Will video replays really kill the football star after League Cup final controversy?
Southampton’s disallowed goal at the start of their final defeat by Manchester United at Wembley Stadium last weekend rekindled calls for the introduction of more help for referees
There is nothing like a wrongly disallowed Wembley cup final goal to convert traditionalists to more video technology to help marshal the game.
Anyone who is not a Manchester United supporter must surely back the renewed calls for video replays to be introduced to decide crucial decisions, such as that which condemned Southampton to an unfair defeat in the League Cup final.
Manolo Gabbiadini’s opening goal would have put the better side into a commanding early lead, but it was ruled offside – despite replays later showing the call to be incorrect.
The steam coming off Saints fans at the refreshment stands in the bowels of Wembley was far denser than that from the overpriced coffee.
This was an injustice up there with the likes of Frank Lampard’s disallowed goal against Germany in 2010, Maradona’s Hand of God, Thierry Henry’s Hand of Frog, the host of wrong players sent off and the litany of other errors that have cost teams, fans – and the game’s credibility – dearly.
The linesman last weekend appeared to think the ball had gone in off Saints player Raymond Bertrand. That, or he was clueless about the offside rule.
An instant video replay would have quickly sorted out fact from fiction, error from incompetence, optical sleight from 20/20 vision in the blur of an English Premier League attack.
It would have ensured justice was done, moreover, it would have restored faith in the game – more so for the officials who face a growing challenge in calling the right decisions given the athleticism of their charges and pressure from the privileged millions glued to 360 degree camera angles in and outside the stadiums.
Those traditionalists who claim more video technology and replays would slow the game down lose hands down on judgement calls like this.
When the ball passed over the line after Gabbiadini’s effort, play was in suspension, the game then stopped, allowing ample time for a fast rewind and a single review of the footage before United goalkeeper David de Gea could fetch the ball from the back of his net for a restart; a first look at his screen would have seen the video official make a clear call to the referees earpiece. No action would have been lost.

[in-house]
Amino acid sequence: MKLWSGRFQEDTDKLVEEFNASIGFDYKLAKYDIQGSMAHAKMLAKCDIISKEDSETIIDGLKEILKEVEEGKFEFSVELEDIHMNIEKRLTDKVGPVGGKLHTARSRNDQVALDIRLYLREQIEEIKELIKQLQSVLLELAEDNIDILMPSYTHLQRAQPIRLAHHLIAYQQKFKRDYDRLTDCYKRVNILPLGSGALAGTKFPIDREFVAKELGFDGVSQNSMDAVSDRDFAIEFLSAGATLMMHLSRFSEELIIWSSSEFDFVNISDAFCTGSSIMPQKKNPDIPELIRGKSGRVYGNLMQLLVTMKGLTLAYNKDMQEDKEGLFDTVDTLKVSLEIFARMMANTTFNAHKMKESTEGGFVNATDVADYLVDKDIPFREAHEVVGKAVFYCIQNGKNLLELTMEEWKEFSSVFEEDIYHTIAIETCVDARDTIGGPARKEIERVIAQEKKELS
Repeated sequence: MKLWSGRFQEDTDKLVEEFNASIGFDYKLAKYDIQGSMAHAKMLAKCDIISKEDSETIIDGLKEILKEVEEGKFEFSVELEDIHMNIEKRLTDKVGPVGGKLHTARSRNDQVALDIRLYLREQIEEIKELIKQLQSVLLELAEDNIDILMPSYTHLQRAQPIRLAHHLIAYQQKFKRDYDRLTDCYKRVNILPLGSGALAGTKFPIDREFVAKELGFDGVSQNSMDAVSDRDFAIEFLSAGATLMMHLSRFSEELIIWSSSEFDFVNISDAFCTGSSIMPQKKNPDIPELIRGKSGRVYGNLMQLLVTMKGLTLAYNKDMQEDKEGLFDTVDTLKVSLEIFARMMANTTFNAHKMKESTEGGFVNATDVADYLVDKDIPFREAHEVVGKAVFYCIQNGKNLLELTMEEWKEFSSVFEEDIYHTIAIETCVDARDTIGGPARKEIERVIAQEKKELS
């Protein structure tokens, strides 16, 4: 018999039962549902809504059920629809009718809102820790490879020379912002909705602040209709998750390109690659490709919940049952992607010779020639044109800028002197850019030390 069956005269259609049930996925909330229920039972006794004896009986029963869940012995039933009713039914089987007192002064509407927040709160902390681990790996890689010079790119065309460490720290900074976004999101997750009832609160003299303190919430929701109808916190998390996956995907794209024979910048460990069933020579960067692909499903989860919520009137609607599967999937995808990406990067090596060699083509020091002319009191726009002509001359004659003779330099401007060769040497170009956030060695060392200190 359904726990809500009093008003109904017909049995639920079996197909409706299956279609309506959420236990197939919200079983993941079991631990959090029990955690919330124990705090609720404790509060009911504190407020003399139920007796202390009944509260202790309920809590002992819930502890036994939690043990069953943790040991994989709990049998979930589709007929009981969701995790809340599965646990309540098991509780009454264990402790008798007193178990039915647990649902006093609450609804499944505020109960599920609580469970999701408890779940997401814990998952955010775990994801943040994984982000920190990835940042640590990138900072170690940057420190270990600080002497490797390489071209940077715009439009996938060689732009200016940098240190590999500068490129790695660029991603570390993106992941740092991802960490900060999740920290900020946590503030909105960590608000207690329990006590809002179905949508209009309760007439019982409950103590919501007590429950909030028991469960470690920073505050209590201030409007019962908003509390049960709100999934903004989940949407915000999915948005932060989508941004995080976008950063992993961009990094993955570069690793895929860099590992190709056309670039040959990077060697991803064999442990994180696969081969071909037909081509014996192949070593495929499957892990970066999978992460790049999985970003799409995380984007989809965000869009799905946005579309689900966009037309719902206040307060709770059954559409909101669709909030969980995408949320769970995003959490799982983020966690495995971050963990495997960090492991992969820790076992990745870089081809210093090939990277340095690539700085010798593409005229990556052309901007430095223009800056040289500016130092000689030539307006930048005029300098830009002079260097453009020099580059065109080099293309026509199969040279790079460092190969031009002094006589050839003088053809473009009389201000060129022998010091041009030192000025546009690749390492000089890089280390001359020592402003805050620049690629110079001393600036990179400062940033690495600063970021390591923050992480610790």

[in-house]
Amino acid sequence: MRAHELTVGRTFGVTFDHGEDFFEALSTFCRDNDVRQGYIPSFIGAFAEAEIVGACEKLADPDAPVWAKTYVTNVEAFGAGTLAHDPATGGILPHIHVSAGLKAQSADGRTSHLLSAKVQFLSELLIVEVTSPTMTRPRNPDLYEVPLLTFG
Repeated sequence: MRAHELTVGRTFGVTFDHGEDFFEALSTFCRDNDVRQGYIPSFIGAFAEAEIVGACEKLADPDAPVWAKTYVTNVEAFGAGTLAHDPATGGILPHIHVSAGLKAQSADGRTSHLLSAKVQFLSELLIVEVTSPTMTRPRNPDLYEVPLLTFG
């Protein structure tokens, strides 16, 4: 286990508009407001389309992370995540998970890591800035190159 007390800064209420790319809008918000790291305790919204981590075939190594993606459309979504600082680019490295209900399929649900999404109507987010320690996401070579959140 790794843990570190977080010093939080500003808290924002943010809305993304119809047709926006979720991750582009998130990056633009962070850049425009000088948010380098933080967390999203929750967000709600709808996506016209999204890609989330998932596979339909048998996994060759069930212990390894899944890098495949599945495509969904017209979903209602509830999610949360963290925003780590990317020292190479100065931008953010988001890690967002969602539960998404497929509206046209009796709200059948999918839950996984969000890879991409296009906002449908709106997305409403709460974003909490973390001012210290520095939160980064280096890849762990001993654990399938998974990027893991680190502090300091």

Black and white mistakes such as these would be immediately apparent and as easily resolved during the natural halt in proceedings.
And that includes every red card; recall the farcical scenes during recent years of wrong players being booked or sent off because of mistaken identity or memory relapses.
So no, more video technology would not slow down play if used for clear-cut decisions when the ball has gone dead.
The danger lies in overuse of such technology based on mere suspicion. How far back in the game do the officials go?
Let’s say a United midfielder had been fouled in the build-up to Gabbiadini’s disallowed goal – should that be taken into consideration?
And what if a Southampton defender before that had handled the ball when controlling possession and starting the attack? Should that also be taken into consideration?
How much of the build-up do you focus on and how long will that then take to go back over?
This is the grey area that can only be addressed by the precise wording of any new regulation to stop the video official overstepping his remit.
An agreed “cut-off” point across world football is paramount. Most would likely favour just one phase of play, though it’d be worth experimenting with two during trials.
There’s no consolation for Southampton supporters to learn that video technology is likely to be used in cup matches – including the League Cup and FA Cup – from next season.
The International Football Association Board gathered at Wembley Stadium for their annual meeting on Friday. High on the agenda was an update on how the trials and testing for the introduction of VARs – Video Assistant Referees – are proceeding, with football’s law-making body committed to experimenting for a minimum of two years up to the 2018 World Cup before finally rolling out the technology.
There are tests ongoing in the Dutch Cup, in the MLS in the United States and in Mexico.
A decade ago – even five years back – resistance against such technology was strong. Not anymore. The game has evolved far quicker than those who decide the rules.
VAR will not guarantee 100 per cent accuracy in decisions, and neither should they.
What there needs to be is the avoidance of clearly incorrect decisions – as happened at Wembley on Sunday – “game-changing” incidents – goals, penalty calls, direct red card incidents and cases of mistaken identity.
Video technology cannot come soon enough. Even real Manchester United fans would want to see too many incidents like the one at Wembley on Sunday because such errors offer only a superficial joy in winning.